I. Integrating mycorrhizal fungi into studies of plant-plant interactions

The same fungal individual can physically link plant individuals of the same and different species. Significant quantities of resources can also be passed between plants via these common mycorrhizal networks (CMNs), which may a large impact on plant ecology through facilitation of seedling establishment and mediation of competition. I examined this topic in a study of mycorrhizal fungi associated with Pseudotsuga menziesii and Lithocarpus densiflora. Typically Pseudotsuga dominates the canopy of mixed evergreen forests while Lithocarpus occurs mostly in the forest understory. Using a combination of restriction fragment length polymorphism (RFLP) and DNA sequencing to identify the fungi, I was able to show that there was a high potential for Pseudotsuga and Lithocarpus to be connected by CMNs in the field. While other studies had demonstrated that plants could be connected by CMNs in the field, my work was one of the first to show CMNs could occur between tree species that are distantly related phylogenetically. I also looked effects of fungi on the encroachment of these two species into grasslands. On Mount Tamalpais, there has been widespread encroachment of Pseudotsuga into the grasslands, with more limited encroachment of Lithocarpus. Interestingly, Lithocarpus individuals are only found under Pseudotsuga individuals in the grassland. I found that the dominant fungi in the grasslands are host-specific to Pseudotsuga, but under established Pseudotsuga individuals, there were fungi that also associated with Lithocarpus. These data suggest mycorrhizal fungi may play an important role in the patterning and rate of encroachment of the two species into the grasslands.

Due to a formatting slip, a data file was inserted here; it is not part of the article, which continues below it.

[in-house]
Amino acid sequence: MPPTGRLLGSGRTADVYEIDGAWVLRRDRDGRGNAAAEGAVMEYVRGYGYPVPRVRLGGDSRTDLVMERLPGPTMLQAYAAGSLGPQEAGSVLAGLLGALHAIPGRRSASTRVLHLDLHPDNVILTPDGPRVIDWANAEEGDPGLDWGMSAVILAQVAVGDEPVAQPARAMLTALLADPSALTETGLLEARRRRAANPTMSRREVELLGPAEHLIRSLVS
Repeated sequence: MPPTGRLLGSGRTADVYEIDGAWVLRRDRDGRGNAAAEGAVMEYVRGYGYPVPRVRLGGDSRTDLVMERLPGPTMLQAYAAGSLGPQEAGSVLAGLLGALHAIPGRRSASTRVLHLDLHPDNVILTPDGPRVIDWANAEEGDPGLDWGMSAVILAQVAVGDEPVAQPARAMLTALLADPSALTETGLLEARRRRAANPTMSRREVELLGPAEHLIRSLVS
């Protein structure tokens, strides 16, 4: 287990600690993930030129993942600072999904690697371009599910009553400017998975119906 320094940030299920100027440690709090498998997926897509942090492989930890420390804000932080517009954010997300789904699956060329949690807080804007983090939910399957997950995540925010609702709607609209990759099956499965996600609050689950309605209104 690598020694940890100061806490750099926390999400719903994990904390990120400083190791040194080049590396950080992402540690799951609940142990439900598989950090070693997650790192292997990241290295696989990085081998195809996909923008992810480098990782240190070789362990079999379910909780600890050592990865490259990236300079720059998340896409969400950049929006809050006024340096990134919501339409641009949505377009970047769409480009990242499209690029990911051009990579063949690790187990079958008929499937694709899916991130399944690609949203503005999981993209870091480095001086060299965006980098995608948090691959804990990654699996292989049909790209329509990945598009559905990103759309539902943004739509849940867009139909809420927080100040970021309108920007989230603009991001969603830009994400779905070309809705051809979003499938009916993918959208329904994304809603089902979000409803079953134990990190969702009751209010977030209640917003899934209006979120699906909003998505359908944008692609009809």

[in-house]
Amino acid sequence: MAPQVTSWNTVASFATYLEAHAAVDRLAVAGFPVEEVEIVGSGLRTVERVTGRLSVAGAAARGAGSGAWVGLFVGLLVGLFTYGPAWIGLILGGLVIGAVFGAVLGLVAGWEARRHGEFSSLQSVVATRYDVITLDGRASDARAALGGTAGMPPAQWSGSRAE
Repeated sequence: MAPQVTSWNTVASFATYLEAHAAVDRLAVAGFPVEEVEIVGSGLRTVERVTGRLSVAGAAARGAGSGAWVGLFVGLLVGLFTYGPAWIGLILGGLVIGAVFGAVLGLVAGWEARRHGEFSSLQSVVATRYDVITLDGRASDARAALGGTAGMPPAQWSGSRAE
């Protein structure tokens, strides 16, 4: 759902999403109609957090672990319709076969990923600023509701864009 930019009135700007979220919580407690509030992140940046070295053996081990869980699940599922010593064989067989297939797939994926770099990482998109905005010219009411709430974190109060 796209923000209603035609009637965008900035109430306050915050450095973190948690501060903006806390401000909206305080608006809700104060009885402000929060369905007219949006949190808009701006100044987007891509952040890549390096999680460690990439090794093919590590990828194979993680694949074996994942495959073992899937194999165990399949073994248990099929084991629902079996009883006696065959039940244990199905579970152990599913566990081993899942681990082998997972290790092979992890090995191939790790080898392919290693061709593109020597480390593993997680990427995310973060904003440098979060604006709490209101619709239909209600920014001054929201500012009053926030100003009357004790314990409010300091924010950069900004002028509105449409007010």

While I believe that mycorrhizal fungi play an important role in shaping plant distributions, particularly at the seedling stage, I realize that there are many factors affecting their distribution and abundance. In the Mt. Tamalpais system, I also investigated the simultaneous effects of competition and facilitation from previously established Pseudotsuga individuals on Pseudotsuga and Lithocarpus seedling establishment. I found that larger Pseudotsuga individuals had strong net positive effects on the seedling establishment of both species. The facilitation appeared to be largely driven by fog water collection, which ameliorated soil moisture conditions during the dry summer months. To ascertain this effect, I simulated the presence of Pseudotsuga saplings using artificial plastic trees, which allowed me to separate the biotic and abiotic effects of the saplings on seedling establishment. In my future research, I plan to continue to take a multi-faceted experimental approach such as the one I used in my dissertation to simultaneously test how mycorrhizal fungi and other ecological factors influence plant interactions and distributions.

Relevant Publications:

II. Exploring the effects of plant-fungal feedbacks on fungal competition